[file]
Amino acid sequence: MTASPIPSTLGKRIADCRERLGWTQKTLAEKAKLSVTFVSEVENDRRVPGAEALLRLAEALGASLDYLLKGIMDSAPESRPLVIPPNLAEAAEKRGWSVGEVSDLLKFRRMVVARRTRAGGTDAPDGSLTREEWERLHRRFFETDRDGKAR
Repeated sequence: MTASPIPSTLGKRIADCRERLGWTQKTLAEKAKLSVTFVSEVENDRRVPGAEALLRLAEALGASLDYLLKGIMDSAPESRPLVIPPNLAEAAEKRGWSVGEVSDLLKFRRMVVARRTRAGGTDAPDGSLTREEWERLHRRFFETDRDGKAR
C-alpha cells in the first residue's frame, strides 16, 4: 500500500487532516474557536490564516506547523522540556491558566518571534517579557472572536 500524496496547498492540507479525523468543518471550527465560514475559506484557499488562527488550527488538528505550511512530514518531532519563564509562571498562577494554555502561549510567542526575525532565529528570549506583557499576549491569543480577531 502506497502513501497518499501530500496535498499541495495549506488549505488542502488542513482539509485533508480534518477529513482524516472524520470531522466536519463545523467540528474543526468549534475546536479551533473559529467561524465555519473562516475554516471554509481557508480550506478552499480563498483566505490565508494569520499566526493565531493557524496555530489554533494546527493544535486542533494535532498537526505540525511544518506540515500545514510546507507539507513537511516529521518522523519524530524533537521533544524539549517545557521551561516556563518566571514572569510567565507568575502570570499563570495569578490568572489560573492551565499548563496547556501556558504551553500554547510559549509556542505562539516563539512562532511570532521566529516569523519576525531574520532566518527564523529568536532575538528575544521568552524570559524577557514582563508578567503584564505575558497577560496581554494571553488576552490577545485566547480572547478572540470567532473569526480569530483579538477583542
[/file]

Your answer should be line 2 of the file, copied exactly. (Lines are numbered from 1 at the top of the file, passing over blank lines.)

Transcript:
Repeated sequence: MTASPIPSTLGKRIADCRERLGWTQKTLAEKAKLSVTFVSEVENDRRVPGAEALLRLAEALGASLDYLLKGIMDSAPESRPLVIPPNLAEAAEKRGWSVGEVSDLLKFRRMVVARRTRAGGTDAPDGSLTREEWERLHRRFFETDRDGKAR